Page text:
Brussels aims to include the rest of the world in the European Union's latest green policy plan set to impose CO2 emission controls on all flights within and entering Europe, according to a leaked draft proposal from the European Commission.

The plan, which will require all flights arriving or departing from EU airports to buy permits to cover their carbon dioxide emissions, will be presented just before Christmas and is crucial to the bloc's fight against global warning and climate change.

The report estimates that passengers on flights within Europe would pay an extra €9 for a ticket, with the actual sum depending on the price of the permits. Those flying long haul would pay up to €39.60, according to The Times. Although aircraft only account for two percent of CO2 emissions, the EU executive office warns that emissions are on the increase due to the boom in airline travel – especially after the arrival of low-cost flights. "Emissions from all flights arriving at and departing from EU airports should be included," the draft states, according to the International Herald Tribune.

However, if other countries introduce similar measures, Brussels would drop its rule on the return trip to these countries. The move is likely to anger the US - the Association of European Airlines (AEA) said the proposal could provoke a trade war between the US and the EU raising the risk of flight restrictions and sanctions on European goods. "We could see another trade war," David Henderson from the AEA told IHT, and cited stiff opposition from the US several years ago against European plans aimed at reducing jet engine noise.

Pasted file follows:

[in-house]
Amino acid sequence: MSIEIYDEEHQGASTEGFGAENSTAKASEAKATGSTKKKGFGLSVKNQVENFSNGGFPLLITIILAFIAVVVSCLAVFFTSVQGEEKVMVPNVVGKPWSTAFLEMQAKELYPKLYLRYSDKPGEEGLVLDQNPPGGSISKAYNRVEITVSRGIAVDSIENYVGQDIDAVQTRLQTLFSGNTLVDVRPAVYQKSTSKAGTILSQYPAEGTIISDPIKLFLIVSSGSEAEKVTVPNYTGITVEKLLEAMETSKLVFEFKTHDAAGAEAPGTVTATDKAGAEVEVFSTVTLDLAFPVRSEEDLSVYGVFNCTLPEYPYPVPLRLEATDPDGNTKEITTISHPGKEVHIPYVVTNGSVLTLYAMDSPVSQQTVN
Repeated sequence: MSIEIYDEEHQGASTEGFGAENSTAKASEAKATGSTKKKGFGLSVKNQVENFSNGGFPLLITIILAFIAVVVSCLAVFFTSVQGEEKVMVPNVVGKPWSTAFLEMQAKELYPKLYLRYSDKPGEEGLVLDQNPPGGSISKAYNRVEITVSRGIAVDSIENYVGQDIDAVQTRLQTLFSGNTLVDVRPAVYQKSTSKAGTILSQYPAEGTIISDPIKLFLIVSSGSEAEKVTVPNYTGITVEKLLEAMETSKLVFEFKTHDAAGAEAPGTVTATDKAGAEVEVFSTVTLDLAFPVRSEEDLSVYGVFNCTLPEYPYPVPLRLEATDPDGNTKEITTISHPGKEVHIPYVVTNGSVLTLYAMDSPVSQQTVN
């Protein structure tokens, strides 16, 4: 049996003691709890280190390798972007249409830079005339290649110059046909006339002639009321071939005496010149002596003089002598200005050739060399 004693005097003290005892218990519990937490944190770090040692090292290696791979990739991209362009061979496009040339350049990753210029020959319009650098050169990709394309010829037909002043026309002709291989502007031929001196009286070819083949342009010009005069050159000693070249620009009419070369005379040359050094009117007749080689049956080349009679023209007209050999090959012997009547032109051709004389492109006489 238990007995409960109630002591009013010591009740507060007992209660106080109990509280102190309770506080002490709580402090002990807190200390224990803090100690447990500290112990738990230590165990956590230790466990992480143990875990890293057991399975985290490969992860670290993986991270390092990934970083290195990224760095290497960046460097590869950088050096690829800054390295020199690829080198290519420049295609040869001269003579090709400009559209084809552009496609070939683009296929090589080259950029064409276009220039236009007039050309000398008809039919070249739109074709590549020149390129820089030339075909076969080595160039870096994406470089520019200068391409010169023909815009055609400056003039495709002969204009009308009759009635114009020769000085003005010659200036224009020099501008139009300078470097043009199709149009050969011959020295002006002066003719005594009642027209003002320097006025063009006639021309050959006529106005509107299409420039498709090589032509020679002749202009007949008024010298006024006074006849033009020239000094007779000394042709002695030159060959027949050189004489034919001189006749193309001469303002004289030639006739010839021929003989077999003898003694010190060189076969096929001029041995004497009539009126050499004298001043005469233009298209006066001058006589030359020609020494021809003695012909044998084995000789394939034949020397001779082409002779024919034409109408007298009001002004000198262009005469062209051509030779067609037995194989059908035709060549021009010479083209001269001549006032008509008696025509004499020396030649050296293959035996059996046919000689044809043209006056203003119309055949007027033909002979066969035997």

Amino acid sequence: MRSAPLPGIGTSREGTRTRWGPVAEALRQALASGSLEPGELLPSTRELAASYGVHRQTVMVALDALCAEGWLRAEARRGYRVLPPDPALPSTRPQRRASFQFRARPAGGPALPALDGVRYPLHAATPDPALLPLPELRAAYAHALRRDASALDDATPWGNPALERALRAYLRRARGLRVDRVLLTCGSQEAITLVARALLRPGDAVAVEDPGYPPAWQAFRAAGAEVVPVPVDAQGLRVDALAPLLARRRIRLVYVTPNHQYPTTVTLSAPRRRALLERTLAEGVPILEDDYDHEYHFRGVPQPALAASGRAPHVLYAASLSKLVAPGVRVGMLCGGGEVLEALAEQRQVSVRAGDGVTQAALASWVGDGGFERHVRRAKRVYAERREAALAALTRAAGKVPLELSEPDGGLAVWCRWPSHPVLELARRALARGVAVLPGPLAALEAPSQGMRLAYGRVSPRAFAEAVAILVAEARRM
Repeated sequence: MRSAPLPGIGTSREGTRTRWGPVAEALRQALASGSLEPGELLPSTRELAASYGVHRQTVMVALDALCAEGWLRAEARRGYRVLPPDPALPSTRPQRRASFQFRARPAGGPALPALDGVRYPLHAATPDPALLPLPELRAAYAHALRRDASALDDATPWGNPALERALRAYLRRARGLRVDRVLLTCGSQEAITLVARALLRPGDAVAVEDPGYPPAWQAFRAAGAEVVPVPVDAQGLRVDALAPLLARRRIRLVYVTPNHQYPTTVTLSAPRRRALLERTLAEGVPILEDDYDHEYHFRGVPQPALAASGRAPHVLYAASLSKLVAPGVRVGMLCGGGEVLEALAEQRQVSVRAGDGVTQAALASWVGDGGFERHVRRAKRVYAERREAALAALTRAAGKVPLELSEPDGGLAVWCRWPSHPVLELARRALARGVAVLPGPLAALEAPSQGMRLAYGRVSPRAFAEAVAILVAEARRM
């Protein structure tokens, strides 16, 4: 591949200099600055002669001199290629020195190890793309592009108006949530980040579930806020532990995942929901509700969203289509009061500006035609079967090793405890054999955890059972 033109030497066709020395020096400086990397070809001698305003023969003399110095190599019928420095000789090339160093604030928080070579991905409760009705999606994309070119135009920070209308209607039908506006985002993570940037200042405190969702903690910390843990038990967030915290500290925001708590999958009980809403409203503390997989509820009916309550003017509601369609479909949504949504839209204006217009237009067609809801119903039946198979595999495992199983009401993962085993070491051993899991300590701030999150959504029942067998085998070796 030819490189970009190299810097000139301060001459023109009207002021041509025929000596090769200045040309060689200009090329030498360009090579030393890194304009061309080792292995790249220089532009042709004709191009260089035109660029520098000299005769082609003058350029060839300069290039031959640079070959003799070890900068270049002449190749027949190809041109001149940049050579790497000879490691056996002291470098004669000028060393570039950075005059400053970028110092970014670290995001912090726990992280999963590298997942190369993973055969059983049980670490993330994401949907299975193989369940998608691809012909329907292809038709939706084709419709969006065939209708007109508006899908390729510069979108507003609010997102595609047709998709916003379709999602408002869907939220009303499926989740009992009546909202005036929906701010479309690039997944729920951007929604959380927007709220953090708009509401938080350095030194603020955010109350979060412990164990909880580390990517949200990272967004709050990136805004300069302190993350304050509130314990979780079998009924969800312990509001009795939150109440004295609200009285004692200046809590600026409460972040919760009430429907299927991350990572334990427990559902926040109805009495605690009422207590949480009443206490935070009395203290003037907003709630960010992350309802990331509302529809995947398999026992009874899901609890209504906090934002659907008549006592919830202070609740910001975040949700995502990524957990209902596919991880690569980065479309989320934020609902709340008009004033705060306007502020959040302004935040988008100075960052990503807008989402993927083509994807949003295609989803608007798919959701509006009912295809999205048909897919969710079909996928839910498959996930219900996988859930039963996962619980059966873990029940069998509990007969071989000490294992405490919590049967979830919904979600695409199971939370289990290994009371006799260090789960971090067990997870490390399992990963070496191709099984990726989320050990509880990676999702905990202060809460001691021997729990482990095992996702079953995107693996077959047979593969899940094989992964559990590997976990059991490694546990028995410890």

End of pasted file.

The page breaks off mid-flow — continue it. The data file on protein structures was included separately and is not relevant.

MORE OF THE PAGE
If the European Parliament and EU governments accept the proposal, it would force airlines to monitor pollution from 2010 and fall in with emissions targets starting from 1 January 2011. The airline emission controls would come under already existing European emissions trading scheme (ETS), which was launched in 2005 as the cornerstone of EU efforts to cut greenhouse gas emissions under the 1997 Kyoto Protocol.

Like the current emission targets, national governments would be responsible for managing emission targets for air carriers in their country and for foreign airlines that use their airports the most frequently when entering the EU. That would mean that France, Germany and the UK would have the responsibility over many of the foreign airlines as these rely mainly on the international hubs of Paris Charles de Gaulle, Frankfurt and Heathrow airports. Planes belonging to foreign heads of state, monarchs, their families and the military would be exempt from the new EU rules, as would planes carrying fewer than 20 people. Planes using European airspace but not touching down would also be exempt.